I was disappointed. What started out as a great critique of the worsts aspects of religion and atheism returned to an apology for religion juxtaposed to his straw man anti-'new-atheism' position. He is right of course that the enlightenment brought with it the 'hope' and faith of a utopian future (a new religion), where there was no more conflict, war, etc. It was born from the failure of religion to bring anything but war, conflict and oppression for the vast majority of society. It was people like Grotius and his ideas of natural laws, which we could all agree on, which served as the basis for the end of religious wars. It was the emptiness of religious conjectures, about the natural world, which were refuted by scientific discoveries, that led to reformation and reassessment of what 'true' religion is. Hedges talks about people cherry-picking their faith position, as if it is a good thing; that there is no absolute truth, or right way, but that's ok because the Bible (or religious texts) are all metaphor and allegory about spiritual 'truth' unobtainable through reason. Some atheists may have hope for a better future but I don't. What Hedges talks about as the corruption of man (sin), and his irredeemable moral depravity, which we have to recognise (which religion describes), is our evolved animal nature. We mask our true animal nature with civilisation practices, religion, and moral law, but in times of difficulty the mask falls off. We are straw men, we are hollow men, we are animals with the mask of the delusion of imagio dei or the pinicle of evolution. Hedges avoids this conclusion to soft sell his religious position (unproclaimed, thankfully). Yes, he is right, the enlightenment and dreams of a utopian future brought as much pain and misery to the world as religion, but no hope of a redemption or salvation in an imaginary next life with it. "Religious thought is a guide to morality. It points humans towards enquiry...." Which is bulls***. Religious thought about morality is a pretention to knowledge about morality (but don't stop thinking about what truth is on my say so). The statements of conjecture, which make up all religious texts, and for that matter the theology born from them, are multifaceted and mysterious because they say absolutely nothing. They point to a state of being that is imaginary, imagined by the first authors. and adapted and reassessed by subsequent thinkers, when things didn't add up. I deeply respect the works of Barth, Niebuhr, Bonhoffer etc. for attempting to bring theology into the real world, but for all their words, all they point out is the obvious: that we are not homo 'sapiens', we are not 'perfect', there is no golden future, and all who promise such are false idols; but they, like Hedges, return to their own 'hope', that there is more to life than this, which they all pretend to know. I get the critique of new atheism, and its calls for the irradication of religion, as if genocide is a good thing, and the communist experiment in that aspect worked so efficiently, but failed (because you can't irradicate hope). Hope, is a human tragedy; It is what gets us out of bed in the morning, but hope is as empty as faith, and hope is the reason we kill others that don't share 'our' hope. We hope in what we do not see, and there is no evidence for, and yet Hedges thinks this is a good thing. He highlights the limits of reason, where a 'sense of the religious' takes us to 'truth' and yet doesn't have the reason/intelligence to see that that 'sense' is just as imaginary as the thing he criticises and it is not 'truth'. My interpretation of this imaginary world/'truth' is flawed, because it is beyond reason, and because it can never be universal. The problem with every religion is the fact that the interpretation of this 'sense' is not universally the same between any two individuals. There are no absolutes, they are just claimed as conjectures. Hedges, like Midgley, and Werleman, point to the faults of scientific and reasoned enquiry, to dismiss them as myths (evolution, wrongly understood as the myth of progress), faith, and religion, as if that makes their 'faith' position more valid, or 'true'.. and that doesn't follow. In the end I was disappointed, with the man, and I half liked his book for its attempt to critique the worst aspects of atheists polemics, but hated it.. because it only did so to attempt to make religion seem more reasonable in the end. He failed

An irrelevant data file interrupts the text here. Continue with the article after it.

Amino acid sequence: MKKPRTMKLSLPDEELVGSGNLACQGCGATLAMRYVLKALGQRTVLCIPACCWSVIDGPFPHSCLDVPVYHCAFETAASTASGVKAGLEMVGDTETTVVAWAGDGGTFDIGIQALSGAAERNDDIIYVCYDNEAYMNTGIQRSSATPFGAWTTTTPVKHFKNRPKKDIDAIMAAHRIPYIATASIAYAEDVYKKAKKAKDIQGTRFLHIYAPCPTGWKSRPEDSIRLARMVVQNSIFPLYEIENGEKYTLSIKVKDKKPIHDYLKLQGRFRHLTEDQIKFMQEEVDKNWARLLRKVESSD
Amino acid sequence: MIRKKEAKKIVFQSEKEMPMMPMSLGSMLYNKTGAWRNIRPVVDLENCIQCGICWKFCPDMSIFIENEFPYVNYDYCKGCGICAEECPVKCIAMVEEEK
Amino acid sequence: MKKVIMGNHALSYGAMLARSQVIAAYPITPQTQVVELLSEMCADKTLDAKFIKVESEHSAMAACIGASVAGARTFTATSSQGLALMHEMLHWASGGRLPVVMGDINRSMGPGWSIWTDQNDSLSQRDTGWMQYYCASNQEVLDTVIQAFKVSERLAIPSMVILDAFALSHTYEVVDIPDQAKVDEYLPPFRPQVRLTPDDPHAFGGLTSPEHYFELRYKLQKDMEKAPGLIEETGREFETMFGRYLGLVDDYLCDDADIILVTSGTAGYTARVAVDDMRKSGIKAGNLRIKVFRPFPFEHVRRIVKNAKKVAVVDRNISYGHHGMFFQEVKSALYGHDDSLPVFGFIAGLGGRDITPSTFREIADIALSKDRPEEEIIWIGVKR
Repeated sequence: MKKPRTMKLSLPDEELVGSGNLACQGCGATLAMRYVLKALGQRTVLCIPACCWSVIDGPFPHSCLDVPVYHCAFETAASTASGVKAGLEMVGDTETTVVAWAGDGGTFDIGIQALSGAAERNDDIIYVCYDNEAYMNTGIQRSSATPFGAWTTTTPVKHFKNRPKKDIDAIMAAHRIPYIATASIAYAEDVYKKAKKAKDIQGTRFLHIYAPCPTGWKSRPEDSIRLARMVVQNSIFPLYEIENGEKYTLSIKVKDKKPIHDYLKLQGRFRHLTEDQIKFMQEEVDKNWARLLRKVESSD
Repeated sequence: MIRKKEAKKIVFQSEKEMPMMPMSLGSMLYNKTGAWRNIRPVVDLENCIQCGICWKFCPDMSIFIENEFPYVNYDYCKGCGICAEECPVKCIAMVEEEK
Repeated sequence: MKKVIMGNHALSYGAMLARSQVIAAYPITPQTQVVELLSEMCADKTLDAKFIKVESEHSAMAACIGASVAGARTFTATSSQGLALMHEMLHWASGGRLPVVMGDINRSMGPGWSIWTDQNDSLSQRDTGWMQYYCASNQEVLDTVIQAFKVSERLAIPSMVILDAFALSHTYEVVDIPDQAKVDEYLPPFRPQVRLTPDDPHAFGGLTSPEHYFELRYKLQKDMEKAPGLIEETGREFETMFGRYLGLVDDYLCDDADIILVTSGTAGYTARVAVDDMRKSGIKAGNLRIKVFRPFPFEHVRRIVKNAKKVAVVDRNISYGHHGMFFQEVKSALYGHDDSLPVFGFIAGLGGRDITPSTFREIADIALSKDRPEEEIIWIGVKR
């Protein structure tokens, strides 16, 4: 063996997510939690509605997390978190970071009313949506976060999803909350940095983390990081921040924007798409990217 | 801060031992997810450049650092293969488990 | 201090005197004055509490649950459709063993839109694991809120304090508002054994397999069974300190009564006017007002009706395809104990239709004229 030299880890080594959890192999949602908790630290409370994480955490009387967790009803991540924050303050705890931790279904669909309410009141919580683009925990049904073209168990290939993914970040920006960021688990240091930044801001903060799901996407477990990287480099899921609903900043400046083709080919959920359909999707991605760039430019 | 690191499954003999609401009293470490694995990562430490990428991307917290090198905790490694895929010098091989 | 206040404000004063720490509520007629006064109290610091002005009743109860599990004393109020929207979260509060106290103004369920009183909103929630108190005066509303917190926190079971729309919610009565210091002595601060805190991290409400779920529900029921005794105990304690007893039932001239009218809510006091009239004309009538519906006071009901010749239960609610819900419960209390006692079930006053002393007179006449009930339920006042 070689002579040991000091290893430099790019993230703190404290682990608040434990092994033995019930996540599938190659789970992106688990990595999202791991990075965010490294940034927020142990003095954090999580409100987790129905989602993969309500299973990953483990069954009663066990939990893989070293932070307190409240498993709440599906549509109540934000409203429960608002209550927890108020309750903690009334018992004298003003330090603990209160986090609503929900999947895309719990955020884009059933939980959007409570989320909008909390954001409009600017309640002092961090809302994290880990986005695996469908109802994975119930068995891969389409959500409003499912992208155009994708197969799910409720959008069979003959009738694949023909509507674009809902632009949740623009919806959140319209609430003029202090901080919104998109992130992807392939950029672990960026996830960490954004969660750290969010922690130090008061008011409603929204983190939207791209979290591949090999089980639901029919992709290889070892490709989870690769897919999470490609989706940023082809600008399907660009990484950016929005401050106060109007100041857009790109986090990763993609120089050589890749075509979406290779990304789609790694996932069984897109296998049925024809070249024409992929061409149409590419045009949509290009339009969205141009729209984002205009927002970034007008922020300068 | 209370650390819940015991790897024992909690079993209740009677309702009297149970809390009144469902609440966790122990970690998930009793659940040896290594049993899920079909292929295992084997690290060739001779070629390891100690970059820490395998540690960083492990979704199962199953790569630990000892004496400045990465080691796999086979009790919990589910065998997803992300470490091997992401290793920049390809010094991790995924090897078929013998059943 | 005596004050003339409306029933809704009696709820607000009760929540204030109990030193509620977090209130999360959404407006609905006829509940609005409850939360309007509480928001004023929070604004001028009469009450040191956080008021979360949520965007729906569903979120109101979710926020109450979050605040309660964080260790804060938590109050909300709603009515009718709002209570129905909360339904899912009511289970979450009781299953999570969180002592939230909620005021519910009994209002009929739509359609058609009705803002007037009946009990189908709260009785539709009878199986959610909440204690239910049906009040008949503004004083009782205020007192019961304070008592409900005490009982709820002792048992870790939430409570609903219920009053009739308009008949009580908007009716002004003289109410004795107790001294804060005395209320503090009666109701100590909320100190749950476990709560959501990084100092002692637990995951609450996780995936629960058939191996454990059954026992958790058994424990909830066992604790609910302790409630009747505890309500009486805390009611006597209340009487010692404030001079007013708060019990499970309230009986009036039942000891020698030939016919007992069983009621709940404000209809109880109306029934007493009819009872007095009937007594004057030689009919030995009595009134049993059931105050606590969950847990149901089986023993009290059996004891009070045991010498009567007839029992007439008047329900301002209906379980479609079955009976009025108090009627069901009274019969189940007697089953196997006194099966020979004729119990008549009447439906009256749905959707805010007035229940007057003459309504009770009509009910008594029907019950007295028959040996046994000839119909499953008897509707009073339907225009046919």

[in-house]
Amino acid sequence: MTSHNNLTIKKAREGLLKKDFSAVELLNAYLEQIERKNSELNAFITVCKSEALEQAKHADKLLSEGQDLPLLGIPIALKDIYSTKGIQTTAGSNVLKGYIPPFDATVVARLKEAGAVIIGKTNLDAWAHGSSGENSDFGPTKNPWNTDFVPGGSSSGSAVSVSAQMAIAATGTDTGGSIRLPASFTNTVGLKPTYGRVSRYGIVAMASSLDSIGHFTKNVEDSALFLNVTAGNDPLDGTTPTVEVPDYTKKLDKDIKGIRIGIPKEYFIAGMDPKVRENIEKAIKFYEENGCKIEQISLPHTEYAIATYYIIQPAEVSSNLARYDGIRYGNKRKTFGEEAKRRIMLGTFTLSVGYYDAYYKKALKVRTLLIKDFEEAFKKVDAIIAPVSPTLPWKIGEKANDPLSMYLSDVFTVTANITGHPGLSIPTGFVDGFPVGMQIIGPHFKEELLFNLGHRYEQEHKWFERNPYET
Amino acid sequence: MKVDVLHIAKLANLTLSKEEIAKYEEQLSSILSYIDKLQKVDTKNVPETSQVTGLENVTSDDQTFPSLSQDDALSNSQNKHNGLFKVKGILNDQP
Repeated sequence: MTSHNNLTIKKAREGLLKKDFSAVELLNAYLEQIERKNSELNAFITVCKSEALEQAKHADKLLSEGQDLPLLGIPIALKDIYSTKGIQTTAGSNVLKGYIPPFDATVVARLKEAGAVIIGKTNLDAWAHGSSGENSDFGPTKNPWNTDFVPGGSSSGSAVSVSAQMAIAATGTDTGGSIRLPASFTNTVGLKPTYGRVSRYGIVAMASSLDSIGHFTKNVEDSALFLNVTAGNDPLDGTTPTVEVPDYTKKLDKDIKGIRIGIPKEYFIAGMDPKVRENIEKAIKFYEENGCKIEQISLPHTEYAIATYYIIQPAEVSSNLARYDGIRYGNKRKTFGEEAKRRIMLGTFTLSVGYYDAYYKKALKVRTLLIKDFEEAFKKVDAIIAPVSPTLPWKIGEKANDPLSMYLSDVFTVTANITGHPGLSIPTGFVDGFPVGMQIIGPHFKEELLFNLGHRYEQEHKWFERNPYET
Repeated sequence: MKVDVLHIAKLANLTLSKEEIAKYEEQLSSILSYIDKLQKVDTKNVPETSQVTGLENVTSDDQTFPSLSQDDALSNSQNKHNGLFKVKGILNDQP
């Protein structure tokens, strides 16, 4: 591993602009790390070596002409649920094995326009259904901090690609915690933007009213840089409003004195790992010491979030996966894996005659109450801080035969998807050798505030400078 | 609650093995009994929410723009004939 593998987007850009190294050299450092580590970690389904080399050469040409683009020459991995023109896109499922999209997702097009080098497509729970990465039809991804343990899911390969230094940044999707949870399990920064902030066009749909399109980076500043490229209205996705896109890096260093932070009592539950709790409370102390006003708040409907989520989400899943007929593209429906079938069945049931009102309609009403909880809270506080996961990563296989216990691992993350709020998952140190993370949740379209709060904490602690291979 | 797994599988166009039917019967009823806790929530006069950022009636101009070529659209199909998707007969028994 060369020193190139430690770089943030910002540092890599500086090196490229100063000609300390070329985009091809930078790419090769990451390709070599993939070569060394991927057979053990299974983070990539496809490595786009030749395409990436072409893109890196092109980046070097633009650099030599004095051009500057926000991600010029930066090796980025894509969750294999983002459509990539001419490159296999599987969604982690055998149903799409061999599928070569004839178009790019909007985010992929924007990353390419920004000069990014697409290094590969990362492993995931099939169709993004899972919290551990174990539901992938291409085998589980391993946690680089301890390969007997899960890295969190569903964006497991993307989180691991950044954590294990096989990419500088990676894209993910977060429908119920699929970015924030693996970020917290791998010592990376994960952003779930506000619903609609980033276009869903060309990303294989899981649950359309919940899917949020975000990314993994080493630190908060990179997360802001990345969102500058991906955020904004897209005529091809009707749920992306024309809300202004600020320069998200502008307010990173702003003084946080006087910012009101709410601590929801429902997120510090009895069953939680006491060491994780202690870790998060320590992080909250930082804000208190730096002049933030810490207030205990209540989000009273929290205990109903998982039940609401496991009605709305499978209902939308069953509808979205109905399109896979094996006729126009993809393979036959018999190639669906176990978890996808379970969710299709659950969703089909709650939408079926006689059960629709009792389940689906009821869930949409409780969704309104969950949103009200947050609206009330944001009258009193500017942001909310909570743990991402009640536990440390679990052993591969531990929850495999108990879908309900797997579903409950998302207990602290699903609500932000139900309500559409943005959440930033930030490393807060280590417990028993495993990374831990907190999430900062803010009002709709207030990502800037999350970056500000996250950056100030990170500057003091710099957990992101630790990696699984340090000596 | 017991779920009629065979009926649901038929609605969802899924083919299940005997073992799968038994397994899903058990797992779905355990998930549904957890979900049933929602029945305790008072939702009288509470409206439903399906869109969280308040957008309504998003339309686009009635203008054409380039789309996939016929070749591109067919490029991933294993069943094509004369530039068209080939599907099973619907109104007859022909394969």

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on 20 November 2016